printf("[+] creating testcase: discover 1\n");
    make_discover(&discover_1, random_xid(), requested_ip);
    write_packet_to_testcase_file(&discover_1, "discover_1");

	  // discover with long vendor_id
	  struct dhcpMessage discover_long_vendor;
    printf("[+] creating testcase: discover long\n");
    init_packet_long_vendor_str(&discover_long_vendor, DHCPDISCOVER, 255);
    write_packet_to_testcase_file(&discover_long_vendor, "discover_long");

	  // discover with tweaked vendor_id
	  struct dhcpMessage discover_mut;
    printf("[+] creating testcase: discover custom vendor\n");
    make_discover(&discover_long_vendor, random_xid(), requested_ip);
    add_custom_vendor_id(&discover_mut, "AAAAAAAAAAAAAAAA", 40);
    write_packet_to_testcase_file(&discover_mut, "discover_cvendor");

I created a modified Makefile from the original to only build the client components I needed and was able to successfully compile the application. I ran this was and produced valid testcase files that I could feed to the harness.

Note: Testcases Should Be Generated on the Fuzzing Node

One consequence of this approach to generating the testcases was the testcase files needed to be generated on the same host where the fuzz job would run. This is due to the fact that the application reads from the configured network interface and uses it to determine which IPs and MAC addresses it uses in various places when generating packets. While this likely doesn’t matter for the harness (since it won’t be sending packets or checking leases, doing arp pings, etc), it is likely that any crashes or interesting outputs will only be reproduceable against a vanilla version of udhcpd running on the same host where the testcases were generated running a compatible configuration, since that code will perform those checks and attempt to send packets. So, to keep things as consistent as possible, it’s best to do everything on the same machine.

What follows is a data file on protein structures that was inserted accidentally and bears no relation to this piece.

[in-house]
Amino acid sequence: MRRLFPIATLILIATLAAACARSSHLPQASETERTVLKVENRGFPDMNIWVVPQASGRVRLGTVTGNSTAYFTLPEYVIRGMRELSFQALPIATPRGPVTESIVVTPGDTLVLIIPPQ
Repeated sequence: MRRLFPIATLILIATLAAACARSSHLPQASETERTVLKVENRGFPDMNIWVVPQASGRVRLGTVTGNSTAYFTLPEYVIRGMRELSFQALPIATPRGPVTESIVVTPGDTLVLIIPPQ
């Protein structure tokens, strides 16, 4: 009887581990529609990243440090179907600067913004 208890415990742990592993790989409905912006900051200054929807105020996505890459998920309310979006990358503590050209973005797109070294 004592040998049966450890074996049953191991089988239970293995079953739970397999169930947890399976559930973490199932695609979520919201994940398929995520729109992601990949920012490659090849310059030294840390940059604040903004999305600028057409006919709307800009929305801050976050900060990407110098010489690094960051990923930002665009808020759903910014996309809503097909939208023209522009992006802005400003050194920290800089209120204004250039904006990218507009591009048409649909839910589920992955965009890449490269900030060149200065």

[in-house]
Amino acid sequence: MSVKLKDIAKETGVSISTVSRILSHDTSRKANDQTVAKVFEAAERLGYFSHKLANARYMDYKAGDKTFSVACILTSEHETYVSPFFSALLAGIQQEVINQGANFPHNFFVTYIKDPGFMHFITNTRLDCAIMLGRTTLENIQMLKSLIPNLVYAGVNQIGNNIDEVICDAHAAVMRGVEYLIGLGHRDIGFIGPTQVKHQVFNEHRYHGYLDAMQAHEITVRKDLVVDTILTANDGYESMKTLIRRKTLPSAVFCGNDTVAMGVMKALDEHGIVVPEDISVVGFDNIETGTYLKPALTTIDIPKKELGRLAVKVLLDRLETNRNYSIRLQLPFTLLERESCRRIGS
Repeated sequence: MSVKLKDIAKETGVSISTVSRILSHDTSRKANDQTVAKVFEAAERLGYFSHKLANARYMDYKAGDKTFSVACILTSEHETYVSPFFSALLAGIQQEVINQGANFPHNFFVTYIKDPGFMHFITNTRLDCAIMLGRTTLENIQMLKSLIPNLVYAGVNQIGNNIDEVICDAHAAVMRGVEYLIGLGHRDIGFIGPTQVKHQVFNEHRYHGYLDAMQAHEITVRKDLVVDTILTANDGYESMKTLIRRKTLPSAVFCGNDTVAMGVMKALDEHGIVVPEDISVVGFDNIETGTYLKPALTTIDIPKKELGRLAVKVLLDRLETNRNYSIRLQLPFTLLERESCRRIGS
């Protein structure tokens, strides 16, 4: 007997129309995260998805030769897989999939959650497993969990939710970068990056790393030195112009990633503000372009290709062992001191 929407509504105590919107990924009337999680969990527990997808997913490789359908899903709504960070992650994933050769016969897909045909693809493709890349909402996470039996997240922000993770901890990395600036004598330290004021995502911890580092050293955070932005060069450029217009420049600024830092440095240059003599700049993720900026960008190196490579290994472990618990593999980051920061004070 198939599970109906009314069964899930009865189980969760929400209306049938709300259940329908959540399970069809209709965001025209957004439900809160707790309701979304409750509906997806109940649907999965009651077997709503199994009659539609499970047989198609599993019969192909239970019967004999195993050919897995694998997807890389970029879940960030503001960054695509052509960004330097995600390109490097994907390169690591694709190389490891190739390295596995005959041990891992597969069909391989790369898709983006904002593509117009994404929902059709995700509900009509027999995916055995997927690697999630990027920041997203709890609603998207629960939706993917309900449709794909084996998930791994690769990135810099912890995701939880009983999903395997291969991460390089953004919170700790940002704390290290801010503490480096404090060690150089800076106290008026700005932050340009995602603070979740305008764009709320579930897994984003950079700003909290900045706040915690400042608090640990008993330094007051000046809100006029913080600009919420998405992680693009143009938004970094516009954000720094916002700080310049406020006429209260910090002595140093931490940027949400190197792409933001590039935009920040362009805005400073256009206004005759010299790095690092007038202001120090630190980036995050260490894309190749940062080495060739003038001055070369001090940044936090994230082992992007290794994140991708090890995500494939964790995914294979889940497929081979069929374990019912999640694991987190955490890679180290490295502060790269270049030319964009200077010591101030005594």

This means that, ideally, the testcase generator should be configured to use one network interface while the harness/vanilla server uses another on the same host. This should ensure that when trying to reproduce issues the packets will appear to be coming from a MAC address that the server can know about/reach and that values will be compatible with the network configuration.

Resolving Issues

ARP Ping Timeouts

I was initially able to run afl-fuzz and get a job actually running but eventually noticed that I had made a typo in the config file where I defined the starting address range for the server. The typo resulted in an invalid IP address (1011.13.13.50) which I had missed since I couldn’t see output from the bin when running with AFL.

After fixing the typo and adding a valid address, I immediately ran into timeout issues when trying to run afl-fuzz again. A bit of troubleshooting later, I was able to isolate the timeouts as being caused by the following call chain:

  • [sendOffer()find_address()check_ip()arpping()]

This code path is taken when sending a DHCP offer to the client in order to find an IP within the lease range and check whether it is on the network. It does so by sending an ARP ping to the potential address — this was causing the timeouts as there were no hosts that would respond to this ARP message and the server was waiting for a response. Since there was no need to actually have the server send the packet, I modified find_address to return the IP it picks before it calls check_ip().

Preventing Response Packets

Another bit of code I thought was likely to slow things down and that wasn’t really needed was the networking code responsible for sending responses to clients. Since there would be no real network clients to receive the packets and I wasn’t interested in fuzzing the underlying network stack, I made the following changes to preserve as much code as possible while eliminating the actual network access:

  • remove the socket binding code from packet.c:raw_packet() and have it return before sending the packet
  • remove the socket binding code from packet.c:kernel_packet() have it return before sending the packet

This is a snippet of the code from raw_packet() showing where I removed the call to bind() and return early before the call to sendto() is made near the end of the function:

if ((fd = socket(PF_PACKET, SOCK_DGRAM, htons(ETH_P_IP))) < 0) {
		DEBUG(LOG_ERR, "socket call failed: %s", strerror(errno));
		return -1;
	memset(&dest, 0, sizeof(dest));
	memset(&packet, 0, sizeof(packet));
	dest.sll_family = AF_PACKET;
	dest.sll_protocol = htons(ETH_P_IP);
	dest.sll_ifindex = ifindex;
	dest.sll_halen = 6;
	memcpy(dest.sll_addr, dest_arp, 6);
	// < -- removed call to bind() -- > 

	packet.ip.protocol = IPPROTO_UDP;
	packet.ip.saddr = source_ip;
	packet.ip.daddr = dest_ip;
	packet.udp.source = htons(source_port);
	packet.udp.dest = htons(dest_port);
	packet.udp.len = htons(sizeof(packet.udp) + sizeof(struct dhcpMessage)); /* cheat on the psuedo-header */
	packet.ip.tot_len = packet.udp.len;
	memcpy(&(, payload, sizeof(struct dhcpMessage));
	packet.udp.check = checksum(&packet, sizeof(struct udp_dhcp_packet));